Topic: cold

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Why do ice cubes crack in drinks?

Here's an easy experiment: Take ice straight from the freezer and drop it in a glass of water. Listen and watch for the crack. Why does it do that? Professor Martyn Poliakoff of the Periodic Table of Videos team e...

Snowtime: the timelapsed formation of snowflakes

The timelapsed formation of snowflakes in macrofocus by Vyacheslav Ivanov. Music: Aphex Twin - Avril 14th. Update via Colossal: “Ivanov confirms from his home in St. Petersburg that th...

The Science of Snowmaking

From The New York Times, Olympics 2014: The Science of Snowmaking:  Machines make snow the same way nature does, by freezing water droplets. But they do it a few feet above the ground, rat...

This is NOT timelapse: the Aurora Borealis in real time

This breathtaking video of the Aurora Borealis is not a timelapse video — this is what it looks like in real time. It was filmed in Yellowknife, Northwest Territories, Canada by astro-ph...

Minute Earth: How do trees survive winter?

How do trees survive winter? This episode of Minute Earth explains. Related watching: The Story of Frozen Food and Why The Full Moon is Better in Winter.

Snow Facts Cheat Sheet

How is snow made? What temperatures make different kinds of snow? And can two snowflakes look exactly alike? The Science Channel has a quick Snow Facts Cheat Sheet video for questions just like this. There are more ...

TED Ed’s Reasons for the Seasons

Watch TED Ed’s Reasons for the Seasons. Educator Rebecca Kaplan lays out the many variables that shape our understanding of what seasons are. via insteadofwatchingtv.

It’s Okay To Be Smart: What is wind?

We were just watching how wind (and so many other things) can get going with the spin of the Earth, now let’s go deeper and find out more about what wind is with PBS’ Dr. Joe Hanson of It’s Okay To Be Sma...

MinuteEarth: The Story of Frozen Food

From MinuteEarth, The Story of Frozen Food. via Laughing Squid.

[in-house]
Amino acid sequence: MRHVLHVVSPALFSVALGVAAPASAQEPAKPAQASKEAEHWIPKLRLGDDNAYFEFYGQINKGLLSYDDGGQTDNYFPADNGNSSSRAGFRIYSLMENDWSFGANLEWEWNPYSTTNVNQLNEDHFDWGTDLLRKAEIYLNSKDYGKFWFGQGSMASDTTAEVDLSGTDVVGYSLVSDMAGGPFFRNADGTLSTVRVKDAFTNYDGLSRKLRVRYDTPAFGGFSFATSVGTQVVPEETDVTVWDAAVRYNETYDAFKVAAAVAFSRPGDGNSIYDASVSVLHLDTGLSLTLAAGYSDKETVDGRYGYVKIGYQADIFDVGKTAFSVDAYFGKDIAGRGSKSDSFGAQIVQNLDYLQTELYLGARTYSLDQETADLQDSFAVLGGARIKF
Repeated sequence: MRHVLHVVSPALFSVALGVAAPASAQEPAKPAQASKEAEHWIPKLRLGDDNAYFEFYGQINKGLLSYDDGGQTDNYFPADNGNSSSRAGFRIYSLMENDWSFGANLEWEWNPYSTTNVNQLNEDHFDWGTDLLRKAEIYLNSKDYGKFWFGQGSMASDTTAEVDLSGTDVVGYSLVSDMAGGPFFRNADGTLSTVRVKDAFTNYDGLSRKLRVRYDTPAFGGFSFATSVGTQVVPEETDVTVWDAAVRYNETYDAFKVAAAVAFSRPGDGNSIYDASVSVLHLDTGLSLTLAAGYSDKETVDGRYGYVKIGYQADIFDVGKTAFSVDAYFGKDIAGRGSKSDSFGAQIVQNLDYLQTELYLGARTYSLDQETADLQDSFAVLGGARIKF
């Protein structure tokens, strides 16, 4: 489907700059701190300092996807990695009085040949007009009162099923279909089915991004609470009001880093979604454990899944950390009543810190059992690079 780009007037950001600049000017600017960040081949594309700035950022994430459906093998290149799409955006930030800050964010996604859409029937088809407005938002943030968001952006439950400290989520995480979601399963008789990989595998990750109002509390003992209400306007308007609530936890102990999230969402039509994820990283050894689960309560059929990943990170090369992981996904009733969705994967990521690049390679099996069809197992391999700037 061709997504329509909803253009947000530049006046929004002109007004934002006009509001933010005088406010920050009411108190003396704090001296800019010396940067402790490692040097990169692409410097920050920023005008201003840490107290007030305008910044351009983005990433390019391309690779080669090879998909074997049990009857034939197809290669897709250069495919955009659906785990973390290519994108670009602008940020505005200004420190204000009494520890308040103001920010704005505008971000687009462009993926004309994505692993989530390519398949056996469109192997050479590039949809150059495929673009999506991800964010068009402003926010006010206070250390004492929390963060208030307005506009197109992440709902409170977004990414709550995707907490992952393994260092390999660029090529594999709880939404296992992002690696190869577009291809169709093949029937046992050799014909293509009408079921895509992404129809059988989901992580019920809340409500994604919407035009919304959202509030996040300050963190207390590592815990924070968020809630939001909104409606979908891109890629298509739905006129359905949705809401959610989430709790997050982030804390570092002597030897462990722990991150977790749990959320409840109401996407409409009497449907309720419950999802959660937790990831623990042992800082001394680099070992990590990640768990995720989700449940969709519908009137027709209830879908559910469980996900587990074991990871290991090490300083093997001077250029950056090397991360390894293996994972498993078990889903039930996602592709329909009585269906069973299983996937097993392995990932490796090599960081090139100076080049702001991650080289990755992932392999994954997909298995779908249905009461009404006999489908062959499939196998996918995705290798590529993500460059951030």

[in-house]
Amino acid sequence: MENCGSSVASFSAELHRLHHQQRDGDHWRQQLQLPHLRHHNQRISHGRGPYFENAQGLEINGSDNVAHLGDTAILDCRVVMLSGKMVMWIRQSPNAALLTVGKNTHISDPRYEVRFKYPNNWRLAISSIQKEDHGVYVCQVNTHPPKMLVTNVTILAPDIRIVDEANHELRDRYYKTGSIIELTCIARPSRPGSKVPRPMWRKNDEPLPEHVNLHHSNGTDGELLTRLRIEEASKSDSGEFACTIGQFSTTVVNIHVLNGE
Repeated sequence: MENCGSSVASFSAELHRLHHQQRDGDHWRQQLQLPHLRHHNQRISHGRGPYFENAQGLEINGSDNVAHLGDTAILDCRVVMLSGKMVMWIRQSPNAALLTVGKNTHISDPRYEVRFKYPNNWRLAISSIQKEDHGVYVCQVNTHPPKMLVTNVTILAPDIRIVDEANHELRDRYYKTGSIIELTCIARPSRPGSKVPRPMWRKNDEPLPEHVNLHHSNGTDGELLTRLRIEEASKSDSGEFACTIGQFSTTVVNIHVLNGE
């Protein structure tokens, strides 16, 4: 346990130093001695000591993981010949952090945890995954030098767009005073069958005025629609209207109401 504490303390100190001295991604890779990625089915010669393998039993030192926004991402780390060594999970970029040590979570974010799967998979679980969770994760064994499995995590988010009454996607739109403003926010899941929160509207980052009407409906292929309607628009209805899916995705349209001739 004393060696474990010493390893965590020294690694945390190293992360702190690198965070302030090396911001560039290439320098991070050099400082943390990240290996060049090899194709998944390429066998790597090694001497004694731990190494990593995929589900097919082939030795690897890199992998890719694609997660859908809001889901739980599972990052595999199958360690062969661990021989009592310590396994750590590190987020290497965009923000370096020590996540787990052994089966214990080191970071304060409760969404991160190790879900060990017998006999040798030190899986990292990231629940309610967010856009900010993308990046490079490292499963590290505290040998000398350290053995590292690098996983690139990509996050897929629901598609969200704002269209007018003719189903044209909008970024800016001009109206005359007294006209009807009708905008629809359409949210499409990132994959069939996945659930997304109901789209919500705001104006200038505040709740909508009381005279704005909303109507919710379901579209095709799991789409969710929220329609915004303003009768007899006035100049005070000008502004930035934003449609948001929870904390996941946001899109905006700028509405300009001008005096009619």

Travel through Greenland on a dog sled

With a pack of impatient dogs barking that they’re ready to go, travel through Greenland on a dog sled, a mode of transport that is thousands of years old. In the archives: more animals in the snow.

Earth Touch: Antarctica Ep2

Two South African filmmakers and ecologists travel to South Georgia Island and Antarctica to film the animals that live on the seventh continent. In this episode from, meet the trusting seals and pengui...

The Best Bloopers from Penguins Spy in the Huddle

A series of clumsy penguin outtakes from the BBC’s Penguins - Spy in the Huddle, narrated by David Tennant. (Updated video link.) The documentary team disguised 50 cameras — as penguins, rocks, snowballs, ...

What does it look like underneath a lake covered with Antarctic ice?

McGill University doctoral student and scientific diver Michael Becker shares the icy underwater view in this New York Times video under Lake Untersee, Antarctica. In the blog post, he also explains the prep behind k...

Instant Ice Crystals – The Secret Life of Ice

From the BBC’s The Secret Life of Ice, an experiment for the DIY files: Dr Gabrielle Walker and Dr Andrea Sella investigate the molecular make up of ice crystals. They use supercooled water to create a mass o...

Bubble freeze: ice crystals form on a bubble

Ice crystals form on a soap bubble at -30c in Northern Sweden. via Daily Picks and Flicks.

Studying ice cores in Antartica

When you drill 364 meters (1194 feet) down into Antarctic ice, taking out a cylindrical section called an ice core, you can find out about the Earth’s temperature and carbon dioxide levels from over 20,000 yea...

Throwing a pot full of just-boiled water into the -41C air

What happens when you throw a pot full of just-boiled water into the -41C air? Dmitry Klimensky in Novosibirsk, Russia demonstrates. Related reading: Mpemba effect: Why hot water can freeze faster than cold. Thanks...

How the trucks remove heavy snow in Montreal, Canada

Behold how they remove heavy snow from the streets of Montreal, Canada. It’s like a Virginia Lee Burton book that has come to life…  via Irene’s Internet.

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